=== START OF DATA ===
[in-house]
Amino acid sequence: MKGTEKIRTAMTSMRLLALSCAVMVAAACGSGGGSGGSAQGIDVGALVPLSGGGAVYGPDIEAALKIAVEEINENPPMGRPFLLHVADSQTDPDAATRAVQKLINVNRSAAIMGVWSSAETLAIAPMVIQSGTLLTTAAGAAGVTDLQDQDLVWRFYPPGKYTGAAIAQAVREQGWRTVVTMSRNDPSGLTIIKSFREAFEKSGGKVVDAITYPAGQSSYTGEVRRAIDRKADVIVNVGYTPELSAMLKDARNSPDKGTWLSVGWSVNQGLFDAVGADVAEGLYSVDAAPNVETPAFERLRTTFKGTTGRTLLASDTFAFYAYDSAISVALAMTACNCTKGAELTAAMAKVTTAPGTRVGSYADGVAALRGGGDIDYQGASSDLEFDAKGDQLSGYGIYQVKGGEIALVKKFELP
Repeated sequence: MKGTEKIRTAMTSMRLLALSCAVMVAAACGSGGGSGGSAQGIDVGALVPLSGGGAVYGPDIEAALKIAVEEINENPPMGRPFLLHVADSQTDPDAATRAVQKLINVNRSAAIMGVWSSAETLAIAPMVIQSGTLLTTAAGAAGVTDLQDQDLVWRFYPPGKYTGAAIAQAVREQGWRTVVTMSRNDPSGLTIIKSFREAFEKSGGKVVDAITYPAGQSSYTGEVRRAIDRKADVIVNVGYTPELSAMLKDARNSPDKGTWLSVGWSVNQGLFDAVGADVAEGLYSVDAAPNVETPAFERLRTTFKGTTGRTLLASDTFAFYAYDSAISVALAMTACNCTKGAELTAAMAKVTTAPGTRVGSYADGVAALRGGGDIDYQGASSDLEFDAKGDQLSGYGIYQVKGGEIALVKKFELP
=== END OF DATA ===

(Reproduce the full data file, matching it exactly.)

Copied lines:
[in-house]
Amino acid sequence: MKGTEKIRTAMTSMRLLALSCAVMVAAACGSGGGSGGSAQGIDVGALVPLSGGGAVYGPDIEAALKIAVEEINENPPMGRPFLLHVADSQTDPDAATRAVQKLINVNRSAAIMGVWSSAETLAIAPMVIQSGTLLTTAAGAAGVTDLQDQDLVWRFYPPGKYTGAAIAQAVREQGWRTVVTMSRNDPSGLTIIKSFREAFEKSGGKVVDAITYPAGQSSYTGEVRRAIDRKADVIVNVGYTPELSAMLKDARNSPDKGTWLSVGWSVNQGLFDAVGADVAEGLYSVDAAPNVETPAFERLRTTFKGTTGRTLLASDTFAFYAYDSAISVALAMTACNCTKGAELTAAMAKVTTAPGTRVGSYADGVAALRGGGDIDYQGASSDLEFDAKGDQLSGYGIYQVKGGEIALVKKFELP
Repeated sequence: MKGTEKIRTAMTSMRLLALSCAVMVAAACGSGGGSGGSAQGIDVGALVPLSGGGAVYGPDIEAALKIAVEEINENPPMGRPFLLHVADSQTDPDAATRAVQKLINVNRSAAIMGVWSSAETLAIAPMVIQSGTLLTTAAGAAGVTDLQDQDLVWRFYPPGKYTGAAIAQAVREQGWRTVVTMSRNDPSGLTIIKSFREAFEKSGGKVVDAITYPAGQSSYTGEVRRAIDRKADVIVNVGYTPELSAMLKDARNSPDKGTWLSVGWSVNQGLFDAVGADVAEGLYSVDAAPNVETPAFERLRTTFKGTTGRTLLASDTFAFYAYDSAISVALAMTACNCTKGAELTAAMAKVTTAPGTRVGSYADGVAALRGGGDIDYQGASSDLEFDAKGDQLSGYGIYQVKGGEIALVKKFELP